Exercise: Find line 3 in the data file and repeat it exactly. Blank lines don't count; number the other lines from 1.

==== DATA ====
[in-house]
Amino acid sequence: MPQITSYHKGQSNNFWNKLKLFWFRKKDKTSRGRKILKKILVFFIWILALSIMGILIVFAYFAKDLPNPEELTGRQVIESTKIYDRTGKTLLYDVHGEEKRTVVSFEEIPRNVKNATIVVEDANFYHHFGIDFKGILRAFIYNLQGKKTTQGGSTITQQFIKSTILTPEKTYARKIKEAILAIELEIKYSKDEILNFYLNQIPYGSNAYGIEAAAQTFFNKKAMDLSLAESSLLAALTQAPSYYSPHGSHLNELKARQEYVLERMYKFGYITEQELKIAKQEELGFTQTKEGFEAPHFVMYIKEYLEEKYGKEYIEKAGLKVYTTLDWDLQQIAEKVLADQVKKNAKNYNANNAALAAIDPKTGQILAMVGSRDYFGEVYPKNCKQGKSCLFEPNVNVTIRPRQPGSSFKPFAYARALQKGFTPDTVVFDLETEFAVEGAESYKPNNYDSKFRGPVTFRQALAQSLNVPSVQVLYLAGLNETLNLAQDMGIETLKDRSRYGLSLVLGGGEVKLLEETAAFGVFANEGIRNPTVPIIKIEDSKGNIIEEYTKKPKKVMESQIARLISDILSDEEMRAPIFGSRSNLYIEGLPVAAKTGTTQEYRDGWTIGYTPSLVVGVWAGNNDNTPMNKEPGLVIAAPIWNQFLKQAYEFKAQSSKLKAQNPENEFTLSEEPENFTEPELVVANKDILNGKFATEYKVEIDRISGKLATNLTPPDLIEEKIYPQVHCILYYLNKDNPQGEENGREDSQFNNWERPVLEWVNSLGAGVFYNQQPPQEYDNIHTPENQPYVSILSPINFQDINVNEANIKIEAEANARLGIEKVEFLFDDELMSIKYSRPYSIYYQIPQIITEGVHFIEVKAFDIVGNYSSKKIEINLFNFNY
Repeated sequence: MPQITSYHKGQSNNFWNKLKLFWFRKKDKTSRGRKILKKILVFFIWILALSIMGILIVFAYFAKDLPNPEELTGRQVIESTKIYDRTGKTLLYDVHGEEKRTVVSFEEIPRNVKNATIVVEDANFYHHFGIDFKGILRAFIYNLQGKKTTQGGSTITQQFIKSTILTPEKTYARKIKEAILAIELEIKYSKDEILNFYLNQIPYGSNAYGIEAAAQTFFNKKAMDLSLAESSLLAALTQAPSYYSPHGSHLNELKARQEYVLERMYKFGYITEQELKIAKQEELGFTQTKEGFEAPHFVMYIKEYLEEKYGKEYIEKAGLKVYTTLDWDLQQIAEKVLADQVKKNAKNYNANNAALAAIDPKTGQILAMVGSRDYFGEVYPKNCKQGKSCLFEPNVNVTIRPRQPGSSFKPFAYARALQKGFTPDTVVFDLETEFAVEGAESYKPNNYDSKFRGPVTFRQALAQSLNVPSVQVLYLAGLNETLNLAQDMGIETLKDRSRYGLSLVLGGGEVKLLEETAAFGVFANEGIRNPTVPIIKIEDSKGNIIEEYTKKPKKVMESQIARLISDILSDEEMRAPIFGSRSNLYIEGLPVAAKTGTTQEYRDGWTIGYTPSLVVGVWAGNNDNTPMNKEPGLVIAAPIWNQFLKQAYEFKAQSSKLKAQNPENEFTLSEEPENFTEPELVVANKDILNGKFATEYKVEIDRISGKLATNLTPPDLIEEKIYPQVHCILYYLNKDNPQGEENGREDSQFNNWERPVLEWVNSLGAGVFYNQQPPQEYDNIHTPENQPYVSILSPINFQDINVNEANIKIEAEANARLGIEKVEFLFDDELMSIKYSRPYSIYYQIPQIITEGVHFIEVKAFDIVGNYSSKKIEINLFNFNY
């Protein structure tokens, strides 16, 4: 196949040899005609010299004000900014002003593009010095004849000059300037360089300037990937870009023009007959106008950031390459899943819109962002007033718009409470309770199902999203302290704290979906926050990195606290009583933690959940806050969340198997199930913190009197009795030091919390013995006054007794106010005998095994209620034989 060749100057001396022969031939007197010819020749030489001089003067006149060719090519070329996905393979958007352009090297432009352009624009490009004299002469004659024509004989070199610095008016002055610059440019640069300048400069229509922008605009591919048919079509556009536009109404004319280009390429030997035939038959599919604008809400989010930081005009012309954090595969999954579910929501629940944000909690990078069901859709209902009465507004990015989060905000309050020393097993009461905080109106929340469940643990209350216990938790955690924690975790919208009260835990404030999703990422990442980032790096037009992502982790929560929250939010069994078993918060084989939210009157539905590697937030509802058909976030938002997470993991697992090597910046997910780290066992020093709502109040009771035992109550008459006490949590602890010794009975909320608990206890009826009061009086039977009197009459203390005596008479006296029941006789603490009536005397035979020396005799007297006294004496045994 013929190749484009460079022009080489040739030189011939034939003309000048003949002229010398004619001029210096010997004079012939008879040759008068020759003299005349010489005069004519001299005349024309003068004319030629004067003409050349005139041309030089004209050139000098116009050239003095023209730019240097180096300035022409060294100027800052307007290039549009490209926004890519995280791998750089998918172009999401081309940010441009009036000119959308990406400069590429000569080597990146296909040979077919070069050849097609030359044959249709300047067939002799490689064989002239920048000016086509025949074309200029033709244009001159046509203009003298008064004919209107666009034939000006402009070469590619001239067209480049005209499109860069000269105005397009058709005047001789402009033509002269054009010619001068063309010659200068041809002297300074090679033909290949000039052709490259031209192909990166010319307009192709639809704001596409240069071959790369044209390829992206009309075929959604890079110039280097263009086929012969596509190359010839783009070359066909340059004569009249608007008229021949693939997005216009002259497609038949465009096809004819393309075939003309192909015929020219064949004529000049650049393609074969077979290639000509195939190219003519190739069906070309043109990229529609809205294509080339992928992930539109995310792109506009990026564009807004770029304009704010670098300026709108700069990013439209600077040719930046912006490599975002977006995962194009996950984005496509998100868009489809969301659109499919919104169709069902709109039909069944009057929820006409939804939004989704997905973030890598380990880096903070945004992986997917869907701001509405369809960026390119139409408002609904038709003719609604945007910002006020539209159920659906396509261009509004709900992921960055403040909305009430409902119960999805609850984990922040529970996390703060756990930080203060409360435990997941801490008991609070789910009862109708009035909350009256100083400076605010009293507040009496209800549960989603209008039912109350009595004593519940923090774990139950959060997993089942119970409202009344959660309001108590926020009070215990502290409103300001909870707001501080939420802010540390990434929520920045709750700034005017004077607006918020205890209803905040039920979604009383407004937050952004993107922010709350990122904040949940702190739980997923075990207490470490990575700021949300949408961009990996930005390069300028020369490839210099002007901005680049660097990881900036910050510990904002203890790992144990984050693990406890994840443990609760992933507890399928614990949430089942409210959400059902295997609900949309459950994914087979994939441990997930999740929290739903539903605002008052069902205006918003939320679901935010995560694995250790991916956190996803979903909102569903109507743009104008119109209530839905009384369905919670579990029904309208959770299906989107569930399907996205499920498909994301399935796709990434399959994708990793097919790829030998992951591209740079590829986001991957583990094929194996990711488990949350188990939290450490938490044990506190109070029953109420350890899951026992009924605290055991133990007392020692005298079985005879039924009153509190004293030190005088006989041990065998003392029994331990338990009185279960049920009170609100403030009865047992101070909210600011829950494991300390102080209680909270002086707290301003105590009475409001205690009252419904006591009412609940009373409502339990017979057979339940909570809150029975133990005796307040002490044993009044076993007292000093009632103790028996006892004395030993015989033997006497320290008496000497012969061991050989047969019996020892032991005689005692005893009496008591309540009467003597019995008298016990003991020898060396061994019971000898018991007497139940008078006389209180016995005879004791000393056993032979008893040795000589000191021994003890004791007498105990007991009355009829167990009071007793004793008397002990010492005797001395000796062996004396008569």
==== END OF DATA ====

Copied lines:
Repeated sequence: MPQITSYHKGQSNNFWNKLKLFWFRKKDKTSRGRKILKKILVFFIWILALSIMGILIVFAYFAKDLPNPEELTGRQVIESTKIYDRTGKTLLYDVHGEEKRTVVSFEEIPRNVKNATIVVEDANFYHHFGIDFKGILRAFIYNLQGKKTTQGGSTITQQFIKSTILTPEKTYARKIKEAILAIELEIKYSKDEILNFYLNQIPYGSNAYGIEAAAQTFFNKKAMDLSLAESSLLAALTQAPSYYSPHGSHLNELKARQEYVLERMYKFGYITEQELKIAKQEELGFTQTKEGFEAPHFVMYIKEYLEEKYGKEYIEKAGLKVYTTLDWDLQQIAEKVLADQVKKNAKNYNANNAALAAIDPKTGQILAMVGSRDYFGEVYPKNCKQGKSCLFEPNVNVTIRPRQPGSSFKPFAYARALQKGFTPDTVVFDLETEFAVEGAESYKPNNYDSKFRGPVTFRQALAQSLNVPSVQVLYLAGLNETLNLAQDMGIETLKDRSRYGLSLVLGGGEVKLLEETAAFGVFANEGIRNPTVPIIKIEDSKGNIIEEYTKKPKKVMESQIARLISDILSDEEMRAPIFGSRSNLYIEGLPVAAKTGTTQEYRDGWTIGYTPSLVVGVWAGNNDNTPMNKEPGLVIAAPIWNQFLKQAYEFKAQSSKLKAQNPENEFTLSEEPENFTEPELVVANKDILNGKFATEYKVEIDRISGKLATNLTPPDLIEEKIYPQVHCILYYLNKDNPQGEENGREDSQFNNWERPVLEWVNSLGAGVFYNQQPPQEYDNIHTPENQPYVSILSPINFQDINVNEANIKIEAEANARLGIEKVEFLFDDELMSIKYSRPYSIYYQIPQIITEGVHFIEVKAFDIVGNYSSKKIEINLFNFNY